Going on an Adventure? Five Driving Travel Tips

Yes, there are planes, trains, and buses, but nothing screams adventure and fun than a road-trip... whether it's a day-trip, a week-long journey, a summer expedition, or something even longer. Who doesn't love the open road, with the ability to drive anywhere, stop anywhere, and really experience Americana?

But before you jump in your car for your next road trip, here are five tips for making your driving adventures better, safer, and more fun.

1. Keep Your Vehicle Well Maintained. Nothing stops the fun of a road trip as fast as having to make a long stop to fix some mechanical problem that could have been prevented. Be sure to follow your vehicle's guidelines for oil changes, tire rotation (and inflation), and other general servicing -- including brakes. Before heading out on your trip, complete a thorough inspection of your vehicle -- or get a mechanic to do it... including checking your tire pressure and tread wear, oil level, transmission fluid, brake fluid, engine coolant level, windshield wiper fluid, windshield wiper wear, and battery connections. Also check on the condition of your spare tire. Finally, test all lights and signals -- and get repairs done if not functioning properly.

2. Create a Vehicle Emergency Kit. Sure, I was indeed a Boy Scout, but that does not mean it is not common sense to have supplies on hand in case of an emergency. Yes, the items in your emergency kit will add weight to your vehicle (and affect gas mileage), but it is always better to be safe than sorry. Here is an inclusive list of what you should keep in your vehicle, especially for longer road trips:

  • First aid kit (not just band-aids, but a large emergency first aid kit)

  • Bottled water

  • Non-perishable, high-energy foods, such as protein bars, canned nuts

  • Lighter, matches, candle

  • Flashlight (and batteries, if battery-operated; consider a crank one)

  • Tools (screwdrivers, wrenches, hammer/mallet at a minimum)

  • Cell phone charger

  • Small (collapsible) shovel

  • Spare clothes

  • Portable battery jump starter/tire inflator

  • Battery-operated radio

  • Flares or reflective emergency sign

3. Practice Safe/Defensive Driving Skills. Not all drivers are as great as we are, right? So to help protect ourselves against the folks who sometimes appear to have never learned the rules of the road, we need to practice defensive driving -- using a set of skills, assumptions, and techniques to help save lives, time, and money by attempting to reduce the risk of collisions in spite of the conditions around us and the actions (or altered states) of other drivers. Tips for defensive driving include:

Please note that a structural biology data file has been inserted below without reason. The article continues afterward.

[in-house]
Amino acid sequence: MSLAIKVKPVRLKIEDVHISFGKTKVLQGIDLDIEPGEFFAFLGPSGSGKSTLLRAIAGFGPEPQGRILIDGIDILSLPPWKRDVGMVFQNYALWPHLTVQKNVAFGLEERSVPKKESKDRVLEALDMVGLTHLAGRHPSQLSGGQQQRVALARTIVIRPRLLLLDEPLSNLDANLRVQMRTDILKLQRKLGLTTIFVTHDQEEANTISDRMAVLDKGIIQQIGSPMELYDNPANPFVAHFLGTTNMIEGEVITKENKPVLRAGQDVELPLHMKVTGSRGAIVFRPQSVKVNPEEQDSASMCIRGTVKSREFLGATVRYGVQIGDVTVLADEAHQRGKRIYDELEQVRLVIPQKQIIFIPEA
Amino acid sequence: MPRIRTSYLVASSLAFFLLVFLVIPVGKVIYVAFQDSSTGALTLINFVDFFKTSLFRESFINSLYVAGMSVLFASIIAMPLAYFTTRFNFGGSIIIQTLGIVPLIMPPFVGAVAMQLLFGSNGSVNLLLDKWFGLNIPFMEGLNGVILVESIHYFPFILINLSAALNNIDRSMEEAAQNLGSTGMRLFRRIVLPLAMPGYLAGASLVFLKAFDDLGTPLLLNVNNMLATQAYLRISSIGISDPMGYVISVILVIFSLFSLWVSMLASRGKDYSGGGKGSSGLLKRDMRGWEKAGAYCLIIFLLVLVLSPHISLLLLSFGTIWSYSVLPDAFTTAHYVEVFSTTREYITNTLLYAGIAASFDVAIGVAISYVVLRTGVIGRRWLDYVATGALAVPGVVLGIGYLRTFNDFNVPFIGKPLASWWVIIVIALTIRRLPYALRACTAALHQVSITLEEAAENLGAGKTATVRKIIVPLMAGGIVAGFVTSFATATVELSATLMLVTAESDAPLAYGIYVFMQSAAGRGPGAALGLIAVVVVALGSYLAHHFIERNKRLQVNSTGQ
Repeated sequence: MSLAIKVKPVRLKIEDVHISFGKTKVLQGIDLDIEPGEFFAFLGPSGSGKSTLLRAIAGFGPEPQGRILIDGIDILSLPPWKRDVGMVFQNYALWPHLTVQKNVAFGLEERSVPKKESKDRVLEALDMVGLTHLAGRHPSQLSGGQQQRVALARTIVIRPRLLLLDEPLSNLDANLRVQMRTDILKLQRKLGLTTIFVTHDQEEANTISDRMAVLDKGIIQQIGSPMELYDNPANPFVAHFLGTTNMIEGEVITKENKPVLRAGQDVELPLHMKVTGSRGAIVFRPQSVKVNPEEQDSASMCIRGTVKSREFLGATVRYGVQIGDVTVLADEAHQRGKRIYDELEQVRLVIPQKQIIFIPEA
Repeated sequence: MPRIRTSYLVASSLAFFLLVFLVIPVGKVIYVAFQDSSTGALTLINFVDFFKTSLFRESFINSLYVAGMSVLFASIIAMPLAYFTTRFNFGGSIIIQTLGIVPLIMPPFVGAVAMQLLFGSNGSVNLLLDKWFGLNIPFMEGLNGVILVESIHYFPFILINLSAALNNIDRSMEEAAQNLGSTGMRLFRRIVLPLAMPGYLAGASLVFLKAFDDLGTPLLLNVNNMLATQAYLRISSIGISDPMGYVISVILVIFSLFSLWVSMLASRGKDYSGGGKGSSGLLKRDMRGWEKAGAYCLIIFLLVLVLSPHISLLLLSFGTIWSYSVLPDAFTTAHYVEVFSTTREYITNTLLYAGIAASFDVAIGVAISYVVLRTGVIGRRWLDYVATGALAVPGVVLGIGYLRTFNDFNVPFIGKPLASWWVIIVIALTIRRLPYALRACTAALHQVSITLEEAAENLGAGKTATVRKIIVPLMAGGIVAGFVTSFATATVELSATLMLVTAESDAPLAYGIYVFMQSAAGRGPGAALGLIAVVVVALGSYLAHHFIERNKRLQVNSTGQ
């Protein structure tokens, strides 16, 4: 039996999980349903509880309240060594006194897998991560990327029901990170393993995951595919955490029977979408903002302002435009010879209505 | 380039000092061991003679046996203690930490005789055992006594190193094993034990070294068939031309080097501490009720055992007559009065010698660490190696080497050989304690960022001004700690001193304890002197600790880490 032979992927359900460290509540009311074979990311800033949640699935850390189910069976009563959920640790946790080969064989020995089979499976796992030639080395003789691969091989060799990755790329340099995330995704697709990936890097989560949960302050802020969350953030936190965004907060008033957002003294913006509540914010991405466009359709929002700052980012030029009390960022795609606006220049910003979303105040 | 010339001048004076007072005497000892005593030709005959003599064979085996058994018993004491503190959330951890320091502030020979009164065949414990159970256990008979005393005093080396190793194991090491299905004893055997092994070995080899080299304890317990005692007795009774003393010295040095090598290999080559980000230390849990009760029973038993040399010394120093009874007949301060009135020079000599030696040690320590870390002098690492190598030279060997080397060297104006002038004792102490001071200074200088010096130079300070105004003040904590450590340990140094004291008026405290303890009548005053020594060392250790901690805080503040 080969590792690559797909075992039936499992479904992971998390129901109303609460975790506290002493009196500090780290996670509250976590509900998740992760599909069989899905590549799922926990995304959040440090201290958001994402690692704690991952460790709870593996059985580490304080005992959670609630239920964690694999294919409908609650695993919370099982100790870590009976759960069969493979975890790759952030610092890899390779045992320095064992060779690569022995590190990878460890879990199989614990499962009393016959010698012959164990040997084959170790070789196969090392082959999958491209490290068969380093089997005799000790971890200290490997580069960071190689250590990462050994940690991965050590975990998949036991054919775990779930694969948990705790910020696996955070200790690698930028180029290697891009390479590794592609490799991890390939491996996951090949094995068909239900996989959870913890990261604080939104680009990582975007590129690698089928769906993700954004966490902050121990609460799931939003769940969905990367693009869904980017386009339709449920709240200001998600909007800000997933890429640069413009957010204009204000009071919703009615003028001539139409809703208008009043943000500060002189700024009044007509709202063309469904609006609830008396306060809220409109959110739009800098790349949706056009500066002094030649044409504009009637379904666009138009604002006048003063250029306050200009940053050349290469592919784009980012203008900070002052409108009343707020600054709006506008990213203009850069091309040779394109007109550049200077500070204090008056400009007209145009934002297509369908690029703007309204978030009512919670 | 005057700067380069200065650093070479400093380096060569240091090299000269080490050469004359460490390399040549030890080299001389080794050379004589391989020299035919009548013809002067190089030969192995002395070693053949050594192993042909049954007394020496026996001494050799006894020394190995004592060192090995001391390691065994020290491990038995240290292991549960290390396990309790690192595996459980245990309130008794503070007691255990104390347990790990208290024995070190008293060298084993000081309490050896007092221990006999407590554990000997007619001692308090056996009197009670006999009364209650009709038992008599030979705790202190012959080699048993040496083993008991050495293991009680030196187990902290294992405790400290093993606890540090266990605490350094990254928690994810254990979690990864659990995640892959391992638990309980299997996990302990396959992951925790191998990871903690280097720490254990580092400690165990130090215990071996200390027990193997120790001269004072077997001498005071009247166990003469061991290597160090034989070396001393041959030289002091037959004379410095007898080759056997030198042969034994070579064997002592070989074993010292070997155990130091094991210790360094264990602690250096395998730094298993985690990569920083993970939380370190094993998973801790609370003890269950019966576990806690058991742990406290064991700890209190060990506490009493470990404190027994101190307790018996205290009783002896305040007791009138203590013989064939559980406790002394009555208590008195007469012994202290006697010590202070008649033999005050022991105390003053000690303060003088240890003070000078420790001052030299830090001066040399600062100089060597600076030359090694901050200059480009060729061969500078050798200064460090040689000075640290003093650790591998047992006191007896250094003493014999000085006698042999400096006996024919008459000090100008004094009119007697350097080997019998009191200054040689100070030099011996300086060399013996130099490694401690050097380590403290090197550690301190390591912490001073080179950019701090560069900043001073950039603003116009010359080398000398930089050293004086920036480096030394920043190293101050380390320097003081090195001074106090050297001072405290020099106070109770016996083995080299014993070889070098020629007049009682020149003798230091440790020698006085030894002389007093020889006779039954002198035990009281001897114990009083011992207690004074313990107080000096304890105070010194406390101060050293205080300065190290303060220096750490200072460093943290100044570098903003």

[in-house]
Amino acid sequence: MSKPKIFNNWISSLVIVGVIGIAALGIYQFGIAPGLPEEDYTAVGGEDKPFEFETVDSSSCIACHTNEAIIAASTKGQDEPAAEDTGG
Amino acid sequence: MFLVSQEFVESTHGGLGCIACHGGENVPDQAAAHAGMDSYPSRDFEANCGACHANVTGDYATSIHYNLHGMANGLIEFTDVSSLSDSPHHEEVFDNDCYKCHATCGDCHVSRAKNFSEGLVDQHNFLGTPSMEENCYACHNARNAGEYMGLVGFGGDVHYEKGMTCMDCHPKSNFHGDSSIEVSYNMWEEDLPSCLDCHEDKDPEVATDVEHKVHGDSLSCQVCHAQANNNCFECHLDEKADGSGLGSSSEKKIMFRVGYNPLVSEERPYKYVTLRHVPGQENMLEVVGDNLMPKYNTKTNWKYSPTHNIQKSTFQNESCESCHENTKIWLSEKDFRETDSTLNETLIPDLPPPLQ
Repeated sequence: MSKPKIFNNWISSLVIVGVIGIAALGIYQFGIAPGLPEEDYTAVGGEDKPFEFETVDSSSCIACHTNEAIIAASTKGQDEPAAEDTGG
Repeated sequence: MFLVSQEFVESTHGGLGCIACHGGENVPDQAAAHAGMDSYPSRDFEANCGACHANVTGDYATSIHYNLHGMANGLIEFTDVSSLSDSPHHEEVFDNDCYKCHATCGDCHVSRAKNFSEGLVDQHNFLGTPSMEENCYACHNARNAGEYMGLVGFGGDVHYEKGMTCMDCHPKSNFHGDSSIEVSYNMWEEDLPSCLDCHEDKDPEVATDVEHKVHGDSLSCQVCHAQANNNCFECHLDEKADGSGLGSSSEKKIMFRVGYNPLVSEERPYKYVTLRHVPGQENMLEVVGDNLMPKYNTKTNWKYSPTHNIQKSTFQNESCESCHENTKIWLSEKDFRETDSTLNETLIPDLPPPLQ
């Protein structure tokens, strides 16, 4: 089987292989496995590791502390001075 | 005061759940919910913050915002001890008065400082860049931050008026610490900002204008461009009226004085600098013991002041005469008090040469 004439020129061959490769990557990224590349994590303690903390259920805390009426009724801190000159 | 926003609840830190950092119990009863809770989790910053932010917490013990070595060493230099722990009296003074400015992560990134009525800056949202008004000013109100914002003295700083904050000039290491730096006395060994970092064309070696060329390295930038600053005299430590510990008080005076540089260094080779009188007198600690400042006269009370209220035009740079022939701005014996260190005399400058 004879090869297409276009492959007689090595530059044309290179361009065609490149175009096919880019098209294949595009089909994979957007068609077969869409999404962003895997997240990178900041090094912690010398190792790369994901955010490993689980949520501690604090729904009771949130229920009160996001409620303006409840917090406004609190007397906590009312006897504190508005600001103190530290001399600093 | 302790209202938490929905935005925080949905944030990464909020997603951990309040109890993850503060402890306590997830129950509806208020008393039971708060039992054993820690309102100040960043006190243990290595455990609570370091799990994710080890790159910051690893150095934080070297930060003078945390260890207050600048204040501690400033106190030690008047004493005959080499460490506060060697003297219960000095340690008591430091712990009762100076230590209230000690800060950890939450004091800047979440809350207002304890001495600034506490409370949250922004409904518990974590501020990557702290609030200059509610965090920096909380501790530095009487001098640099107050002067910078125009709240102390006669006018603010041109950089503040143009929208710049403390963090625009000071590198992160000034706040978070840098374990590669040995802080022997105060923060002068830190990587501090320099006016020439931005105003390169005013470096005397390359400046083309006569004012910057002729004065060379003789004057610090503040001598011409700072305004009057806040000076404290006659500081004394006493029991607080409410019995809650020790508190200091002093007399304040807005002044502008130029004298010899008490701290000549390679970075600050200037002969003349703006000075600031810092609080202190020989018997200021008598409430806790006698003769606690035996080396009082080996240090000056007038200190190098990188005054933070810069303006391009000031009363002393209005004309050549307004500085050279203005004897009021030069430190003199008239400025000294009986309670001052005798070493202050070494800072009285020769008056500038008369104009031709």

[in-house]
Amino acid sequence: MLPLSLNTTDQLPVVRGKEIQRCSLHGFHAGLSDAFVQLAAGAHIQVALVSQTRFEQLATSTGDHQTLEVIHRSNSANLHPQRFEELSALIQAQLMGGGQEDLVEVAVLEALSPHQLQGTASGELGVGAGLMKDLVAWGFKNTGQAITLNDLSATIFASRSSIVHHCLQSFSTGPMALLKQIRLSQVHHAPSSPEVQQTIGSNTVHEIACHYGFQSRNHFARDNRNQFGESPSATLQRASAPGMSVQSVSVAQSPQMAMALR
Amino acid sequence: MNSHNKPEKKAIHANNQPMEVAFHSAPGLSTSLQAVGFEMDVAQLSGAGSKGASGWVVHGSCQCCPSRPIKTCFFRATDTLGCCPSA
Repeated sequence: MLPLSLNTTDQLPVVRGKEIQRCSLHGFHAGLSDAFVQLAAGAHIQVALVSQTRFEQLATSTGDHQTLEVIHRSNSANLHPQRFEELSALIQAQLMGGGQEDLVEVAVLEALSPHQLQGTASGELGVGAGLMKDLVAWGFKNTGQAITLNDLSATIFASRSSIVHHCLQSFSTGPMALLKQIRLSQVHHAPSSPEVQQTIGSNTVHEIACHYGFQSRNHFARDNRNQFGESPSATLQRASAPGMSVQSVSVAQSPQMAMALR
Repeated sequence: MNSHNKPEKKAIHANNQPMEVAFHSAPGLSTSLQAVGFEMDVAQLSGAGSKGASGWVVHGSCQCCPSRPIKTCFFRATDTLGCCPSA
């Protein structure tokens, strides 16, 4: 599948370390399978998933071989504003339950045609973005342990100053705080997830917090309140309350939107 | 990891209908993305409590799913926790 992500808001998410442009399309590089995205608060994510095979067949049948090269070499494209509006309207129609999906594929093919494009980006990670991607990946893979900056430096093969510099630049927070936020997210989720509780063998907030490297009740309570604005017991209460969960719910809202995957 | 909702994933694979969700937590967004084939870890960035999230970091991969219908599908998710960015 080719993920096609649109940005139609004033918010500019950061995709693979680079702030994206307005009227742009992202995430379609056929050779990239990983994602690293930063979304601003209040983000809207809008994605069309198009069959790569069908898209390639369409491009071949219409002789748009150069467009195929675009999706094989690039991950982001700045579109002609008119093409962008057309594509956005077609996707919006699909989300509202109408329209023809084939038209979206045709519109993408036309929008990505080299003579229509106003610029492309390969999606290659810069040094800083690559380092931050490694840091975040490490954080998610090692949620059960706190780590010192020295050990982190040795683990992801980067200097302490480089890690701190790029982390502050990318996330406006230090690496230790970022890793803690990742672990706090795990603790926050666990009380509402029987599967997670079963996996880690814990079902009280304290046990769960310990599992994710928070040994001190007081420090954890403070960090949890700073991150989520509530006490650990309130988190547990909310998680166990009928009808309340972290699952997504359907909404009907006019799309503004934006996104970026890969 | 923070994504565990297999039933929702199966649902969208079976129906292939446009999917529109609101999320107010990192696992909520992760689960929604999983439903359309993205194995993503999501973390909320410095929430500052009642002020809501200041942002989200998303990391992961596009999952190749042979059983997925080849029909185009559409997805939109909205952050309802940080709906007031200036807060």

• Staying alert to weather and road conditions

  • Knowing the rules of the road (and current road speed limits)

  • Monitoring the vehicles and drivers around you; checking mirrors frequently

  • Anticipating, but not assuming driver reactions (especially to road construction, accidents)

  • Never assuming other drivers are alert, know the rules, or are sober

  • Maintaining a safe distance away from all other vehicles

  • Driving at a safe speed

  • Practicing patience and understanding during high/stalled traffic situations

  • Being prepared to react quickly and carefully to changing circumstances

  • Avoiding all distractions while driving

4. Sketch Out Your Route Before Leaving. You don't need to have every second of your trip planned out before you walk out the door, but having at least a rough roadmap of your plans will help give you an idea of places you may want to visit, times/places to stop for a meal, and when/where to call it a night. Having at least a daily destination also helps you put the route into your GPS or Google Maps and can give you an idea of the best routes -- and what might lie ahead, from fun roadside attractions to horrible road congestion.

5. Know Your Driving Limitations -- and Plan Accordingly. Some folks can drive for hours at a time, some for all day, while others need to take breaks, drink coffee, and stretch their legs. The key to arriving safely back home is knowing your limitations -- and obeying them. Long-haul truckers have very specific guidelines for how long they can be driving before they have to take a mandatory break -- and you should hold yourself to that same standard. If it's the middle of the day and you don't want to spend money on a motel, then find a patrolled rest area or a Wal-Mart parking lot and take a nap. Find a park and walk around to revitalize yourself. Never risk your life -- and the lives of others -- by driving when you are falling asleep at the wheel.

Dr. Randall Hansen is an advocate, educator, mentor, ethicist, and thought-leader... helping the world heal from past trauma. He is founder and CEO of EmpoweringSites.com, a network of empowering and transformative Websites, including EmpoweringAdvice.com.

He is the author of the groundbreaking Triumph Over Trauma: Psychedelic Medicines are Helping People Heal Their Trauma, Change Their Lives, and Grow Their Spirituality and the well-received HEAL! Wholeistic Practices to Help Clear Your Trauma, Heal Yourself, and Live Your Best Life.

Dr. Hansen's focus and advocacy center around true healing ... healing that results in being able to live an authentic life filled with peace, joy, love. Learn more by visiting his personal Website, RandallSHansen.com. You can also check out Dr. Randall Hansen on LinkedIn.